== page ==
physics
posted by seth on .
A 9.3 kg firework is launched straight up and at its maximum height 45 m it explodes into three parts. Part A (0.5 kg) moves straight down and lands 0.29 seconds after the explosion. Part B (1 kg) moves horizontally to the right and lands 10 meters from Part A. Part C moves to the left at some angle. How far from Part A does Part C land (no direction needed)?
I got part C's initial velocity as 10.05m/s.
Now i want to use y = 10.05sinAt + 4.9t^2
to find t
then use t to find the distance. But how do i find the angle A part C moves at?

The angle that part C moves at can be figured out by applying a momentum balance.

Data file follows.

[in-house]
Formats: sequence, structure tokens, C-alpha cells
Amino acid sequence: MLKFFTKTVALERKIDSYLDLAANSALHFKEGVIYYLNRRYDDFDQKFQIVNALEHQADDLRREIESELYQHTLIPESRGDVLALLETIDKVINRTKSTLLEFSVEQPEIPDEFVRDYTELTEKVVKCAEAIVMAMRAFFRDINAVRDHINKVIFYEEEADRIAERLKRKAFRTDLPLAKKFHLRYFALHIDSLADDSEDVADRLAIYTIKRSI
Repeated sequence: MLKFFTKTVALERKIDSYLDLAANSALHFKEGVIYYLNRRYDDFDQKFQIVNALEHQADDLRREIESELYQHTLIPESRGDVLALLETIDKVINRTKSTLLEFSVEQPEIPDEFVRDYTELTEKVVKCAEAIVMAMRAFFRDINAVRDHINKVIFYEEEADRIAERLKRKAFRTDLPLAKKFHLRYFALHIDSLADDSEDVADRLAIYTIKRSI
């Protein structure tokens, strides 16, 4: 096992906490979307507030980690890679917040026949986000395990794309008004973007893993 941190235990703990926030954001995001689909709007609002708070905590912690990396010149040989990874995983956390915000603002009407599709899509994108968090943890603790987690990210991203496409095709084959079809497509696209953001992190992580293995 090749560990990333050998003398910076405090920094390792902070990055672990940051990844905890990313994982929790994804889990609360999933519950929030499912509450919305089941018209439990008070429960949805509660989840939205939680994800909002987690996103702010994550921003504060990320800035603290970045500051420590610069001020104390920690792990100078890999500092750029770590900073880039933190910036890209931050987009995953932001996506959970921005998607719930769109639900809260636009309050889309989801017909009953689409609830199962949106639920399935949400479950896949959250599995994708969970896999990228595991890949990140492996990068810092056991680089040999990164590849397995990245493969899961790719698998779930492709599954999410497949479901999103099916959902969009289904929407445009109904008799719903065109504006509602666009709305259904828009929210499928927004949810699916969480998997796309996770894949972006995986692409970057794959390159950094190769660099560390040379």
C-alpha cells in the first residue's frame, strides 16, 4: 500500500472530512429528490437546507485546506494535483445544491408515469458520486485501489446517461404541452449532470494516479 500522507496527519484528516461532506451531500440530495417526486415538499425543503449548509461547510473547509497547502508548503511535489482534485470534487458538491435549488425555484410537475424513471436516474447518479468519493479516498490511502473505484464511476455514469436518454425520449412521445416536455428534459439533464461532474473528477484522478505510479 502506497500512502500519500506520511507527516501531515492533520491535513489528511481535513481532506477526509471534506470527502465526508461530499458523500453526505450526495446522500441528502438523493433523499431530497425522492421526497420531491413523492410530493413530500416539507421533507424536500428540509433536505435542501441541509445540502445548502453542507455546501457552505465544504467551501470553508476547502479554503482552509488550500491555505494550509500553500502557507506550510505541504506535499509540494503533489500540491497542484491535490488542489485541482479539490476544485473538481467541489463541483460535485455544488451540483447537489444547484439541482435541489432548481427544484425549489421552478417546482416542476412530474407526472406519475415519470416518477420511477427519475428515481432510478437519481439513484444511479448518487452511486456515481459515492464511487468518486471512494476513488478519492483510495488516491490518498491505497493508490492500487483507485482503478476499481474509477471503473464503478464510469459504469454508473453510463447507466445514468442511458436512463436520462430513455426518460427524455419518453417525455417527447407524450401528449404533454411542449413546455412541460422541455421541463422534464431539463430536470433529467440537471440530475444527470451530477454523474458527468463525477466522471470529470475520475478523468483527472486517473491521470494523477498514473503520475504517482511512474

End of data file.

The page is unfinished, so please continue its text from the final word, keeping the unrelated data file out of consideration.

Initial skyrocket momentum at maximum height = 0
= sum of the momenta of parts A, B and C
The mass of part C is 9.3  0.5  1.0 = 7.8 kg. Its upward momentum component is the same as part A's but in the opposite direction (up). Its horizontal momentum component is the same as part B's, but to the left.
I am neglecting the momentum of gases released in the separation explosion, but this is probably OK.